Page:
Metr 4543/5543 Section 001 Global Climate Change – Understanding the IPCC Process and Findings
Meets: TR 1:00 – 2:15 NWC 5820
Professor: Prof. Michael Richman
Office: NWC 5646, Office Hours: TR 2:15 – 3:15 and by appointment. Also, feel free to Email.
Description: The Intergovernmental Panel on Climate Change (IPCC) assesses the scientific, technical and socio-economic information relevant for the understanding of the risk of human-induced climate change. The World Meteorological Organization and the United Nations Environment Programme established it. Since 1990, the IPCC has released five major sets of reports. The main activity of the IPCC is to provide at regular intervals Assessment Reports of the state of knowledge on climate change. The latest one is “Climate Change 2013”, the IPCC Fifth Assessment Report. The report was released in 2013/2014 and will serve as the guide for this class. The class will read each chapter in the IPCC Working Group I, chapter overview lectures by the professor, student-led presentations, followed by roundtable discussions of the reading assignments on the topics listed under the syllabus.
Book: The IPCC AR5 Working Group I: The Physical Science Basis — Available free online (to avoid creating more carbon pollution) in the class Canvas site.
Course Work: There are no tests in this class, including no final exam. The emphasis will be on understanding material and synthesizing it in class presentations. Employers are interested in employees with excellent communications skills and this class should help you improve those skills to communicate scientific findings. Students should read each weekly IPCC chapter and decide on a topic germane for their presentation, consistent with that chapter. The presentation should not be a summary of the chapter but, rather, a summary of some research paper(s) relevant to the chapter of the week. The newer the research, the better (i.e., 2014-2018) as it supplements the material presented in AR5. Nearly all scientific publications can be downloaded free from the OU Libraries.
Students will be divided into groups. Each week, every group will find a topic of interest, related to the specific “chapter of the week” in the IPCC, research it and present a PowerPoint overview of their study to the class. Each person in the group must present some portion of the presentation. The presentation should take approximately 12 minutes. Because of the short time for each presentation, it is suggested that the number of slides in the PowerPoint, excluding the cover slide, not exceed 10. The title of the talk, the chapter number, the date and the students’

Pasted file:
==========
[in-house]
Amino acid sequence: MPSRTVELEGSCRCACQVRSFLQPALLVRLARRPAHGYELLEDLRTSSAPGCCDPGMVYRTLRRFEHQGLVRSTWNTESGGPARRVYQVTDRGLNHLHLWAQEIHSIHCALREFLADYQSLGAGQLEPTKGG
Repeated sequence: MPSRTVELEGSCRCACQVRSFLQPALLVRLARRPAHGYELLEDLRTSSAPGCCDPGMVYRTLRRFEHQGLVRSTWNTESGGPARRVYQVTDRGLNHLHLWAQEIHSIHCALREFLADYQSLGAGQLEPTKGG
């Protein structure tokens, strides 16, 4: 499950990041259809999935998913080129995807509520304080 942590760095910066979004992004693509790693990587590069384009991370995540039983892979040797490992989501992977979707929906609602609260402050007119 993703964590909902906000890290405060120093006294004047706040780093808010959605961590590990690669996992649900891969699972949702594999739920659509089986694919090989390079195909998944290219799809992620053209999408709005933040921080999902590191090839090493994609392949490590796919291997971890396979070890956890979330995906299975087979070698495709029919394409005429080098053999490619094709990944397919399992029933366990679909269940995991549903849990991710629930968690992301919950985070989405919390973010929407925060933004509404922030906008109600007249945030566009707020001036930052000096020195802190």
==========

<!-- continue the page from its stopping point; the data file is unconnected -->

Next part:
names in your group should appear on the PowerPoint cover slide (not counted as one of the 10 slides) and the final presentation slide a list of references. Aim for references that are no older than AR5. Upload the PowerPoint presentation to the appropriate Canvas assignment location
before class (<12:50 PM cutoff). Three minutes of Q&A will follow each presentation. It is the responsibility of each student to make it clear how the topic relates to the weekly IPCC Chapter. Be specific in doing so. All students are expected to ask at least one question during the class (professor will keep track of this). Active participation is required – bring your energy to this class! Turn your cell phones to silent during class. Students found being distracted by technology (e.g., texting, browsing weather maps, Email, checking Facebook, Snapchat, etc.) during the presentations will be penalized.
Additionally, there will be open electronic discussions every week on Canvas that every student must participate in. You get credit for participating by (a) posting something substantive and (b) responding to at least one other person’s discussion post with some additional information. The discussions are graded either 0 (you failed to participate), 5 points if you completed only 1 of the 2 required posts, or 10 points for completing 2 or more discussion entries for a given week.
Undergraduates: Your grade will be dependent upon (1) the quality of your presentation (guidelines are supplied on Canvas), (2) how much you support your group, (3) how well the student fields questions from the class and instructor and (4) participating in the weekly discussions. On (1), you will receive written feedback from the professor after each presentation. In the final week, you can present any topic related to global change.
Graduate students: In addition to the weekly presentations and feedback, graduate students will be expected to research and write a term paper on a topic agreed upon by the student and professor. Graduate students will present this research the last week of class. The paper is worth 25% of the total grade and must be related to some Chapter in IPCC AR5. Since AR5 is broad, that leaves much latitude to select a topic of interest. See the instructor verify that the topic is appropriate. Write up 5-8 pages on this professional journal format. Upload to Canvas. See
me if you want further guidance.
Week of Topic Name and IPCC Section(s)
1/16, 1/18 Introduction Chapter & Summary for Policy Makers: Chapter 01, SPM brochure, errata
1/23, 1/25 Observations: Atmosphere and Surface: Chapter 02
1/30, 2/01 Observations: Oceans: Chapter 03
2/06, 2/08 Observations: Cryosphere: Chapter 04
2/13, 2/15 Information from Paleoclimate Archives: Chapter 05